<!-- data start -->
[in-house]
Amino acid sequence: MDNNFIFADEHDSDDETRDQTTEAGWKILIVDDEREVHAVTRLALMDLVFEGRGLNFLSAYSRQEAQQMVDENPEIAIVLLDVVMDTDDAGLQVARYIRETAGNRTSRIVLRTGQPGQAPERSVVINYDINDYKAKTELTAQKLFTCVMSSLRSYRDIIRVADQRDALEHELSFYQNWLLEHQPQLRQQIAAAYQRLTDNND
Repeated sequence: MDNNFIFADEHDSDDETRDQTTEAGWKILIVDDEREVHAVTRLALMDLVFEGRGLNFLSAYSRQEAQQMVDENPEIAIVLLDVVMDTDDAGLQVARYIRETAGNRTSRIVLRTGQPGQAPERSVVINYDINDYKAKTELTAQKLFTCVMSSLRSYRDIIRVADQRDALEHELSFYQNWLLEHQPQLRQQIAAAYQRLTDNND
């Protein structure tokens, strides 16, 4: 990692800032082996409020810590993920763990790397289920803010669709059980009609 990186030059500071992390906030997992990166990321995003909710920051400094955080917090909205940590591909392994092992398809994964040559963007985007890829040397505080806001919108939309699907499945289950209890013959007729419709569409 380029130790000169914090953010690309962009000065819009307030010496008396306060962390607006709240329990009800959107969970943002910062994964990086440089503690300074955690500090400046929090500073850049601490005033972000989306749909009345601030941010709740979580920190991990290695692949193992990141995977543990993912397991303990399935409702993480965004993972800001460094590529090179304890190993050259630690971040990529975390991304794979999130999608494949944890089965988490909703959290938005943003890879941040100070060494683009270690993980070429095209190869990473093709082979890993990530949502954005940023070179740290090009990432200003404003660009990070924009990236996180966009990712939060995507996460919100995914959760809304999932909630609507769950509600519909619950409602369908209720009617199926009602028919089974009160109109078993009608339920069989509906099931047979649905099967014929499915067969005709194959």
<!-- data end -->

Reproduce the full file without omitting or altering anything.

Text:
[in-house]
Amino acid sequence: MDNNFIFADEHDSDDETRDQTTEAGWKILIVDDEREVHAVTRLALMDLVFEGRGLNFLSAYSRQEAQQMVDENPEIAIVLLDVVMDTDDAGLQVARYIRETAGNRTSRIVLRTGQPGQAPERSVVINYDINDYKAKTELTAQKLFTCVMSSLRSYRDIIRVADQRDALEHELSFYQNWLLEHQPQLRQQIAAAYQRLTDNND
Repeated sequence: MDNNFIFADEHDSDDETRDQTTEAGWKILIVDDEREVHAVTRLALMDLVFEGRGLNFLSAYSRQEAQQMVDENPEIAIVLLDVVMDTDDAGLQVARYIRETAGNRTSRIVLRTGQPGQAPERSVVINYDINDYKAKTELTAQKLFTCVMSSLRSYRDIIRVADQRDALEHELSFYQNWLLEHQPQLRQQIAAAYQRLTDNND
């Protein structure tokens, strides 16, 4: 990692800032082996409020810590993920763990790397289920803010669709059980009609 990186030059500071992390906030997992990166990321995003909710920051400094955080917090909205940590591909392994092992398809994964040559963007985007890829040397505080806001919108939309699907499945289950209890013959007729419709569409 380029130790000169914090953010690309962009000065819009307030010496008396306060962390607006709240329990009800959107969970943002910062994964990086440089503690300074955690500090400046929090500073850049601490005033972000989306749909009345601030941010709740979580920190991990290695692949193992990141995977543990993912397991303990399935409702993480965004993972800001460094590529090179304890190993050259630690971040990529975390991304794979999130999608494949944890089965988490909703959290938005943003890879941040100070060494683009270690993980070429095209190869990473093709082979890993990530949502954005940023070179740290090009990432200003404003660009990070924009990236996180966009990712939060995507996460919100995914959760809304999932909630609507769950509600519909619950409602369908209720009617199926009602028919089974009160109109078993009608339920069989509906099931047979649905099967014929499915067969005709194959």